Rainwater Harvesting: Capturing rainwater has real potential as a source of water for Texas. A report published by the Texas Water Development Board estimated that a metropolitan area the size of Dallas could capture roughly 2 billion gallons of water annually if just 10 percent of the roof area was used to harvest rainwater. Although several Texas cities currently offer rebates on rain barrels, this source of water is currently seriously underutilized.

Rate Structures: A strongly tiered rate structure is the most equitable way to price water. Most residential customers use limited amounts of water, placing smaller demands on the system, and should pay less per unit of water as a result. For example, the San Antonio Water System has found that about 80% of their residential customers do not see any significant rise in their bills during the summertime. This indicates that the 30% bump in total water use that San Antonio sees during the summertime is primarily caused by a small portion of the utility’s customers. However, heavy users in most cities usually pay little more-and often less-per thousand gallons than frugal water users.

The full report is here (PDF), and it’s worth your time to read. Remember that regardless of what a city’s average daily water usage is, it has to build infrastructure – treatment plants, pipelines, etc – based on peak usage. Shaving even a bit off that peak can mean the difference between having to spent millions to build and operate another plant, or having to build a larger and more expensive plant, and not having to do so. A little bit of conservation can mean a lot of savings.

Here in Houston, where we are blessed/cursed with generally abundant rainfall, our summer usage only increases by about 14% over winter. Of course, our water rates just went up by 30%, so the potential for savings here is just as great. And on an absolute scale, even though Houston’s consumption rate only increases a little, our total usage increase is among the highest just because we have the most people. As such, if we all trimmed back a bit, the cumulative effect would be large.

Fort Worth gets streetcar funds

Good for them, though they’re not quite ready to jump on it yet.

A downtown streetcar loop could be in Fort Worth’s near future, but the City Council has some serious issues to consider first.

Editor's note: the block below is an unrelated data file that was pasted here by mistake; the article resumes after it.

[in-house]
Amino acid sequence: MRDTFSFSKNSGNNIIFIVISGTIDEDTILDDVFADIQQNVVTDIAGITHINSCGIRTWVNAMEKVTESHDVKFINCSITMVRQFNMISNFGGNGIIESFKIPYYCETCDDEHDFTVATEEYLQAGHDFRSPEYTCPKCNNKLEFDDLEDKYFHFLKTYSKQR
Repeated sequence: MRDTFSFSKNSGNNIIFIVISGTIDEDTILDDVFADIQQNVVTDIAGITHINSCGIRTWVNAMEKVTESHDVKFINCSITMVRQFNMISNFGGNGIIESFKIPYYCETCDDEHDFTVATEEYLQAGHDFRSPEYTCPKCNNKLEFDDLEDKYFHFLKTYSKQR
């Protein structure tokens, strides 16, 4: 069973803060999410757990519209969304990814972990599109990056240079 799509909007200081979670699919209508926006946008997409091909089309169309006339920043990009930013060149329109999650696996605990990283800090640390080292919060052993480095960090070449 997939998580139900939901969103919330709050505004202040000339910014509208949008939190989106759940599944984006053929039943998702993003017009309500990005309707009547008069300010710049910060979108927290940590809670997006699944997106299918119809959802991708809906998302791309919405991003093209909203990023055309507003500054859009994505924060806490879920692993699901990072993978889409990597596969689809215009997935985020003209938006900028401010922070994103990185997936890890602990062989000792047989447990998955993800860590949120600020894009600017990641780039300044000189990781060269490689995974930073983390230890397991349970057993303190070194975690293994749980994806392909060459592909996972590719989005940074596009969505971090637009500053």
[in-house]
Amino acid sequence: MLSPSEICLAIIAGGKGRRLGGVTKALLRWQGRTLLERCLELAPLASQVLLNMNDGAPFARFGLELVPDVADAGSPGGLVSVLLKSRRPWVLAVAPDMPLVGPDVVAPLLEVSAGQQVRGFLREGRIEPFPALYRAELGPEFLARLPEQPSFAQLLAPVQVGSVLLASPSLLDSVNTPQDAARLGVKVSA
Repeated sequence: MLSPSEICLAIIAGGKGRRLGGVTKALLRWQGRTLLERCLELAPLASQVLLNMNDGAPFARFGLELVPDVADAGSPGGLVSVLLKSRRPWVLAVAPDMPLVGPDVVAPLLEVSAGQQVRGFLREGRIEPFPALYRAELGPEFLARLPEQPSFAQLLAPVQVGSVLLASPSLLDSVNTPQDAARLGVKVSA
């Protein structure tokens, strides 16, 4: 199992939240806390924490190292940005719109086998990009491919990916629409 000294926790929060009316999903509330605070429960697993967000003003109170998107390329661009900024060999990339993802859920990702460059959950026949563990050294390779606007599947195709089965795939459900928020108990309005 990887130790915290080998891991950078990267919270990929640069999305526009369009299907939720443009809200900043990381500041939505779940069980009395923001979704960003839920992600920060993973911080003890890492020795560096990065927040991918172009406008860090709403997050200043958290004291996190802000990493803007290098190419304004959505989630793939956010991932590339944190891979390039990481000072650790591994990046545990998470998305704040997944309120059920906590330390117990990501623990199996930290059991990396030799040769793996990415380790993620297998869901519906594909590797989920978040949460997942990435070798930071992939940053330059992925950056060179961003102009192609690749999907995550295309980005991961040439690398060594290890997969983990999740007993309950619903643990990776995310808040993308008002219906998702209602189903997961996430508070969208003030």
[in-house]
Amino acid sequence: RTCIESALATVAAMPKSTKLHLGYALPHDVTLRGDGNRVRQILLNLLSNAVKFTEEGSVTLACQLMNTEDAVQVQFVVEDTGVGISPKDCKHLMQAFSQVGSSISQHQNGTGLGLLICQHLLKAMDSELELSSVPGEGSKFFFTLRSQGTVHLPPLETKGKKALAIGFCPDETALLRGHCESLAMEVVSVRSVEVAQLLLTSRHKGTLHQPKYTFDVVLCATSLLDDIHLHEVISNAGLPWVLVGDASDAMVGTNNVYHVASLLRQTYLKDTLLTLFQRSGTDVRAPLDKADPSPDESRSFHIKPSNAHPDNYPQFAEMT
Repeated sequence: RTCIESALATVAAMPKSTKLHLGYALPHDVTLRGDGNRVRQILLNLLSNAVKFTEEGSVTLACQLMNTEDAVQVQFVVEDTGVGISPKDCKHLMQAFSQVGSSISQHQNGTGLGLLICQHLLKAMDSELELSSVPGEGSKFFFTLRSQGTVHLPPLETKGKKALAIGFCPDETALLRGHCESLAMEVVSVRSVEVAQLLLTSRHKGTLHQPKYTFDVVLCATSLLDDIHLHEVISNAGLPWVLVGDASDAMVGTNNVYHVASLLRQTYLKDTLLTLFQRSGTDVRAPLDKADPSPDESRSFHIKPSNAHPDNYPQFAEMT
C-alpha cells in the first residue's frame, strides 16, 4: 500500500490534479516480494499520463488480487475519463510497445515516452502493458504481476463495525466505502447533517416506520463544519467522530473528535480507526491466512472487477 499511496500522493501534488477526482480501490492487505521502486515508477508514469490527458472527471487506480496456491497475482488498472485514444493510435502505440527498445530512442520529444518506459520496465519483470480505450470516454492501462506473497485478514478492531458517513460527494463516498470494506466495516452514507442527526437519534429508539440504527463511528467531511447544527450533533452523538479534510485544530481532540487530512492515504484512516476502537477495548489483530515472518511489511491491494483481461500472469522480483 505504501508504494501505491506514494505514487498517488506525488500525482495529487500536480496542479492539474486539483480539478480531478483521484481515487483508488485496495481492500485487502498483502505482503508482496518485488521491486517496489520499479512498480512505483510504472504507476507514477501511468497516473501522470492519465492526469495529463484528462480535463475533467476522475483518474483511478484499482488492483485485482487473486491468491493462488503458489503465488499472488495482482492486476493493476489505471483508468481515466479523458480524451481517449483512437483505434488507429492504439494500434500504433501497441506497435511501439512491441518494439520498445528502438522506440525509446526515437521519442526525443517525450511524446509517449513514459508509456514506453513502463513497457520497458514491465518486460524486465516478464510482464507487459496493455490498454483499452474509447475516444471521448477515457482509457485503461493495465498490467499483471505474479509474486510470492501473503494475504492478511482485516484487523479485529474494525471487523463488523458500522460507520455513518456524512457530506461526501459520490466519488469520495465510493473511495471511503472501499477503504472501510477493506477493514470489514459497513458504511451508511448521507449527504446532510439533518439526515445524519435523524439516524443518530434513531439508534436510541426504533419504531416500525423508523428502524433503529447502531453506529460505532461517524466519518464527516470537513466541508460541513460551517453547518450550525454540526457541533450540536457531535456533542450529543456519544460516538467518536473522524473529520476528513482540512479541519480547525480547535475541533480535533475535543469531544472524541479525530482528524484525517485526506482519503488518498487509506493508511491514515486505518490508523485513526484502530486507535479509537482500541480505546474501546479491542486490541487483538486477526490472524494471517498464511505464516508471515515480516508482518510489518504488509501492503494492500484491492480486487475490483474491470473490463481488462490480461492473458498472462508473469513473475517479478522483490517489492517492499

Transportation Secretary Ray LaHood announced Thursday that an “urban circulator” project submitted by the city and Fort Worth Transit Authority was selected for almost $25 million in federal funding.

But Councilman Jungus Jordan said a feasibility study on the project won’t be finished until September or October, and the council has other projects with higher priority than the 2.5-mile streetcar loop.


The project’s selection for part of $293 million in federal funding means that the city must now apply to the Urban Circulator Grant Program, said Paul Griffo, a Transportation Department spokesman.

Jordan said that application can’t be made until after Council discussions that won’t begin until November, and could take weeks.

I presume the money will still be there when they get around to making the application. Some background on their plans can be found here and here. A full list of what got approved by the FTA is here; Dallas and Brownsville are on the list, though their projects are much smaller than Fort Worth’s, at least in terms of the size of the grant. A statement from State Sen. Wendy Davis, who was previously a Fort Worth City Council member, is here. I wish them well in getting this completed.

Cap and trade would cut the federal deficit

Surely this means all those “deficit hawks” I keep hearing about will rush to embrace the American Power Act now. Right?

The CBO analysis of the American Power Act, championed by Sens. John Kerry (D-Mass.) and Joe Lieberman (I-Conn.) found that government revenues would grow by about $751 billion from 2011 to 2020 if the bill became law. By contrast, the legislation would create direct spending of $732 billion over the same 10-year period.

Authors of the proposal called the CBO report a “powerful message” ahead of a floor debate next month. They are still searching for a formulation that will draw 60 votes.

“There is no more room for excuses; this must be our year to pass comprehensive climate and energy legislation and begin to send a price signal on carbon,” Kerry and Lieberman said in a joint statement. “Many of our colleagues have said they flatly oppose anything that adds a penny to the deficit, so we hope they look anew at this initiative, which reduces it.”

The CBO report is here. Of course, no one actually believes the American Power Act can pass, because we can’t afford it or some such, so the talk is about various alternate approaches that may have a chance of surviving the Senate. No, I don’t understand that either. Texas Vox has more.